China called on the U.S. and North Korea on Friday to drop the bellicose rhetoric and back away from a potential conflict that would devastate the peninsula.
"We urge all sides to no longer engage in mutual provocation and threats, whether through words or deeds, and don't push the situation to the point where it can't be turned around and gets out of hand," said Chinese Foreign Minister Wang Yi, according to state news agency Xinhua.
"The United States and South Korea and North Korea are engaging in tit for tat, with swords drawn and bows bent, and there have been storm clouds gathering," Wang said as the U.S. carrier Carl Vinson and its battle group approached Korean waters and North Korea warned of a pre-emptive strike.
"If they let war break out on the peninsula, they must shoulder that historical culpability and pay the corresponding price for this," Wang said. His remarks followed a phone call Wednesday between Chinese President Xi Jinping and President Donald Trump in which Xi urged restraint in U.S. attempts to rein in North Korean leader Kim Jong-Un.
China also renewed demands for the U.S. and South Korea to reverse the decision to place the U.S. Army's THAAD (Terminal High Altitude Area Defense) anti-missile system south of Seoul. China views the THAAD system as a provocation and a threat to its own national security.
Trump has called on China to use its influence with the North to prevent another nuclear test or missile launch and also said that the U.S. could take action if China does not.
Trump tweeted Thursday, "I have great confidence that China will properly deal with North Korea. If they are unable to do so, the U.S., with its allies, will!"
At the Pentagon on Thursday, Defense Secretary Jim Mattis said, "In regards to North Korea, we are working with international partners in order to defuse the situation, but the bottom line is North Korea has got to change its behavior -- that is an agreed position among the international community nations that are working together on this."
Despite China's plea, North Korea Vice Minister Han Song-ryol said of the U.S., "We will go to war if they choose." He charged that the U.S. had adopted "a more vicious and aggressive" posture under Trump.
Han made his remarks to an Associated Press reporter, one of more than 100 foreign journalists who flew to Pyongyang on an Air China flight to witness massive celebrations to mark the 105th anniversary Saturday of the birth of Kim Il-Sung, Kim Jong-Un's grandfather and founder of the North Korean state.
North Korea often uses such occasions for demonstrations of military might. Han said that whether North Korea conducts another nuclear test, which would be the sixth in recent years, would be "something that our headquarters decides."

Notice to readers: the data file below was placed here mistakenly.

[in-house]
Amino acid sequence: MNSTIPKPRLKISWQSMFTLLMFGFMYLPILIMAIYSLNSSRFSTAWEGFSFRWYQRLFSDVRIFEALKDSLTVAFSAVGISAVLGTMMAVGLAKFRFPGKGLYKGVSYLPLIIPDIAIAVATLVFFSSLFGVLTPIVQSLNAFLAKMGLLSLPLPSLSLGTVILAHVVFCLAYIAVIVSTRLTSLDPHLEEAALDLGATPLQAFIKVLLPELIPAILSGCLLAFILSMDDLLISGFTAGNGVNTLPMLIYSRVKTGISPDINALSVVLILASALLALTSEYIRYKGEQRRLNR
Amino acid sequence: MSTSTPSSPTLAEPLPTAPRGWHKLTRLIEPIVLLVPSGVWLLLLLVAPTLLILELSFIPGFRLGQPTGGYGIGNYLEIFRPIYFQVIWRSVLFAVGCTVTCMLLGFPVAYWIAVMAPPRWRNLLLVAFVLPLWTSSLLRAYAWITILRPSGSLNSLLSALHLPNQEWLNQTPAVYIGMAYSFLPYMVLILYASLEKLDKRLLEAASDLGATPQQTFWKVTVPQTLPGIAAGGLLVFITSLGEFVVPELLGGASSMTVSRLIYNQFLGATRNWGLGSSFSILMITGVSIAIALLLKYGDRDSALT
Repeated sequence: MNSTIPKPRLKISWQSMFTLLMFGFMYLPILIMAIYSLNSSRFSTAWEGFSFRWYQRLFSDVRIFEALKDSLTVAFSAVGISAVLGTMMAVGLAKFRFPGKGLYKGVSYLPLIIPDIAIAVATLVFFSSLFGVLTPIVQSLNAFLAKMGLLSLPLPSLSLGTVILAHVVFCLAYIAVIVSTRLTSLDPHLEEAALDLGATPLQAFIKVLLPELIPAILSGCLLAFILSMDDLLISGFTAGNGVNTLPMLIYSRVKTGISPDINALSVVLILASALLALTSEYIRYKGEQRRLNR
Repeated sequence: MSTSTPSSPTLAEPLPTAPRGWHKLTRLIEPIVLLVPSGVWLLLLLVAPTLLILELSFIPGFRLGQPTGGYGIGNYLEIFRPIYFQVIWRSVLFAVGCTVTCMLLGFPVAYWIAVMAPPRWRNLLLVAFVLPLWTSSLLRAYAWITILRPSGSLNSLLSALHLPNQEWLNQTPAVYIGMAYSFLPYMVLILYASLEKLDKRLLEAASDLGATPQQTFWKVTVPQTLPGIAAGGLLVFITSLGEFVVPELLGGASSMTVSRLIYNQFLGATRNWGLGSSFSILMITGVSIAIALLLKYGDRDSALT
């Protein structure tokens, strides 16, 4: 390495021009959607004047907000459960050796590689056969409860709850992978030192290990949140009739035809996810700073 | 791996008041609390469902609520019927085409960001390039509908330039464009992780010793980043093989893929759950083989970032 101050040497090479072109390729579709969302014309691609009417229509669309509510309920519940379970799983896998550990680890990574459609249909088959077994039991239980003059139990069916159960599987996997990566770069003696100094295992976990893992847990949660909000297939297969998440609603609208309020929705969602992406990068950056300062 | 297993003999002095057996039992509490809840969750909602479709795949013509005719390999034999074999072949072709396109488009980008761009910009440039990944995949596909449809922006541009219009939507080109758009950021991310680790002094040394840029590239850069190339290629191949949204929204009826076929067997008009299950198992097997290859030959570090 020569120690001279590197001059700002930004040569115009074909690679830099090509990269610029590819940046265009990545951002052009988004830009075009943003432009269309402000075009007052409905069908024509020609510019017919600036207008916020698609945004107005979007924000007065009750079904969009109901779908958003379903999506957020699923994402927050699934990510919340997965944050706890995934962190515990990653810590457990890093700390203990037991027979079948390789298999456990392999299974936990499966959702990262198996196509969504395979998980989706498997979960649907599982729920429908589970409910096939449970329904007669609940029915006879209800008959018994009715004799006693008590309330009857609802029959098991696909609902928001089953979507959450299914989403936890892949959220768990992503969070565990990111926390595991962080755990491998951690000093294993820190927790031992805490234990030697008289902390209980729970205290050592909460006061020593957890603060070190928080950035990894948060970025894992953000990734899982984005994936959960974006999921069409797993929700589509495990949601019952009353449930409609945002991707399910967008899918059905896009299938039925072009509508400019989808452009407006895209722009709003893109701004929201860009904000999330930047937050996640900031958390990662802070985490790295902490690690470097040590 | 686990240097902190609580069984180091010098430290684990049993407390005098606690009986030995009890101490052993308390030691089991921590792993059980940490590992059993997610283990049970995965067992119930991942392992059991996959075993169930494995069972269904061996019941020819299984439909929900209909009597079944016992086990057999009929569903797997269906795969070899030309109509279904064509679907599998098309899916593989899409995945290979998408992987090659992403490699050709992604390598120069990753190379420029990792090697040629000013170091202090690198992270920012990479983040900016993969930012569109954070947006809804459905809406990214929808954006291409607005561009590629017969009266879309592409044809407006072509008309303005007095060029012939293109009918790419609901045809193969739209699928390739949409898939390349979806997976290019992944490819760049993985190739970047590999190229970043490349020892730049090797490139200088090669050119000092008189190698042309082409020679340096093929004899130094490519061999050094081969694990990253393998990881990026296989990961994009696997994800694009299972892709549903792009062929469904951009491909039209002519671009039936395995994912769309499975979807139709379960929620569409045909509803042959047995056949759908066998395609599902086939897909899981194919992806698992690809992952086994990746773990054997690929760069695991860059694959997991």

He added, "At a time and at a place where the headquarters deems necessary, it will take place."
Han also warned of a possible pre-emptive strike to deter the U.S. and South Korea. "We've got a powerful nuclear deterrent already in our hands, and we certainly will not keep our arms crossed in the face of a U.S. pre-emptive strike. Whatever comes from the U.S., we will cope with it. We are fully prepared to handle it."
In Seoul, South Korean Foreign Minister Yun Byung-se told the American Chamber of Commerce in Korea that tensions with the North had reached "a new level of seriousness."
"The compass that will help us navigate these turbulent waters is the ROK [Republic of Korea]-U.S. alliance, much as it has done for the past six decades," Yun said.
In a sign of the mounting tensions on the peninsula, Army Gen. Vincent Brooks, commander of U.S. Forces-Korea and the 28,000 U.S. troops in South Korea, earlier this week canceled a scheduled trip to Washington to testify before the Senate and House Armed Services Committees.
"All decisions regarding the schedules of [U.S. Forces-Korea] leadership are based on our alliance priority to maintain readiness at all times," Col. Robert Manning, a spokesman for Brooks, said in a statement.
South Korean analysts speculated that the U.S. would be deterred from its own pre-emptive strike against the North by the presence in the South of large numbers of U.S. citizens.
"I think a pre-emptive strike [by the U.S.] is possible in words but impossible in reality," said Kim Yong-hyun, a professor at Dongguk University, according to South Korea's Yonhap news agency. He said the U.S. is unlikely to put at risk the 200,000 U.S. citizens residing in South Korea.
Yang Moo-jin, a professor at the University of North Korean Studies, had a similar viewpoint. "Chances of any ultimate measure like a pre-emptive strike are very low," he said. "In the case of such military action, the U.S. will have to evacuate its nationals in South Korea first."
-- Richard Sisk can be reached at Richard.Sisk@Military.com.